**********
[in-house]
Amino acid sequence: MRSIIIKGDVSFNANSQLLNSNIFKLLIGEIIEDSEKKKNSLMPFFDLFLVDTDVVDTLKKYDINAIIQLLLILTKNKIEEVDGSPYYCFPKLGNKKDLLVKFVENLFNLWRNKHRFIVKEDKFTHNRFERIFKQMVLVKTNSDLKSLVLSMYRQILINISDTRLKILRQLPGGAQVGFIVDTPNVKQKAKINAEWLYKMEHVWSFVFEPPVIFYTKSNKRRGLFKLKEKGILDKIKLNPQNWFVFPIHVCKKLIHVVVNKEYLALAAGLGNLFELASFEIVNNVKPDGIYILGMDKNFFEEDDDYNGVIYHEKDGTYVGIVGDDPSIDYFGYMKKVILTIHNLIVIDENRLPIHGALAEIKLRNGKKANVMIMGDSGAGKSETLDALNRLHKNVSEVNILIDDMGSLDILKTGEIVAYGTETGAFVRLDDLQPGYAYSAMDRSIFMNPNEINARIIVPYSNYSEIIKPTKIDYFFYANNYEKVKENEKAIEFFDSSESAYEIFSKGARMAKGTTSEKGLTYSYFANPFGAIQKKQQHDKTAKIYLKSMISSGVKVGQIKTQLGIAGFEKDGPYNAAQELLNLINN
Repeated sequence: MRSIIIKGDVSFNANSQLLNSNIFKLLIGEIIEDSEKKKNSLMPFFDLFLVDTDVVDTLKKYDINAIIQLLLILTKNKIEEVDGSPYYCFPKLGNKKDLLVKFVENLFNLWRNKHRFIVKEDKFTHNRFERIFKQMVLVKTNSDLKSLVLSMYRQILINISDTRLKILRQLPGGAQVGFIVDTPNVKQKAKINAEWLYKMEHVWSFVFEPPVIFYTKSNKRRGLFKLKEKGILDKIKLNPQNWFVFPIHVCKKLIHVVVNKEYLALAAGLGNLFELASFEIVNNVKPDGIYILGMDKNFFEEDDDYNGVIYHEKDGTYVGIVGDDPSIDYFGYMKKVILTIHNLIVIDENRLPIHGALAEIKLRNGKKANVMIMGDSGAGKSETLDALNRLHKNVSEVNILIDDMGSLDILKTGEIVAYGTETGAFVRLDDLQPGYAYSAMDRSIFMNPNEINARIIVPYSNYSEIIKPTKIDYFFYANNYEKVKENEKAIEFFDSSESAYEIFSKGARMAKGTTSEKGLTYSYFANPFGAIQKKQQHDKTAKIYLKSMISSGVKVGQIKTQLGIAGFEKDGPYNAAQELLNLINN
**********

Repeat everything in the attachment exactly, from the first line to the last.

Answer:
[in-house]
Amino acid sequence: MRSIIIKGDVSFNANSQLLNSNIFKLLIGEIIEDSEKKKNSLMPFFDLFLVDTDVVDTLKKYDINAIIQLLLILTKNKIEEVDGSPYYCFPKLGNKKDLLVKFVENLFNLWRNKHRFIVKEDKFTHNRFERIFKQMVLVKTNSDLKSLVLSMYRQILINISDTRLKILRQLPGGAQVGFIVDTPNVKQKAKINAEWLYKMEHVWSFVFEPPVIFYTKSNKRRGLFKLKEKGILDKIKLNPQNWFVFPIHVCKKLIHVVVNKEYLALAAGLGNLFELASFEIVNNVKPDGIYILGMDKNFFEEDDDYNGVIYHEKDGTYVGIVGDDPSIDYFGYMKKVILTIHNLIVIDENRLPIHGALAEIKLRNGKKANVMIMGDSGAGKSETLDALNRLHKNVSEVNILIDDMGSLDILKTGEIVAYGTETGAFVRLDDLQPGYAYSAMDRSIFMNPNEINARIIVPYSNYSEIIKPTKIDYFFYANNYEKVKENEKAIEFFDSSESAYEIFSKGARMAKGTTSEKGLTYSYFANPFGAIQKKQQHDKTAKIYLKSMISSGVKVGQIKTQLGIAGFEKDGPYNAAQELLNLINN
Repeated sequence: MRSIIIKGDVSFNANSQLLNSNIFKLLIGEIIEDSEKKKNSLMPFFDLFLVDTDVVDTLKKYDINAIIQLLLILTKNKIEEVDGSPYYCFPKLGNKKDLLVKFVENLFNLWRNKHRFIVKEDKFTHNRFERIFKQMVLVKTNSDLKSLVLSMYRQILINISDTRLKILRQLPGGAQVGFIVDTPNVKQKAKINAEWLYKMEHVWSFVFEPPVIFYTKSNKRRGLFKLKEKGILDKIKLNPQNWFVFPIHVCKKLIHVVVNKEYLALAAGLGNLFELASFEIVNNVKPDGIYILGMDKNFFEEDDDYNGVIYHEKDGTYVGIVGDDPSIDYFGYMKKVILTIHNLIVIDENRLPIHGALAEIKLRNGKKANVMIMGDSGAGKSETLDALNRLHKNVSEVNILIDDMGSLDILKTGEIVAYGTETGAFVRLDDLQPGYAYSAMDRSIFMNPNEINARIIVPYSNYSEIIKPTKIDYFFYANNYEKVKENEKAIEFFDSSESAYEIFSKGARMAKGTTSEKGLTYSYFANPFGAIQKKQQHDKTAKIYLKSMISSGVKVGQIKTQLGIAGFEKDGPYNAAQELLNLINN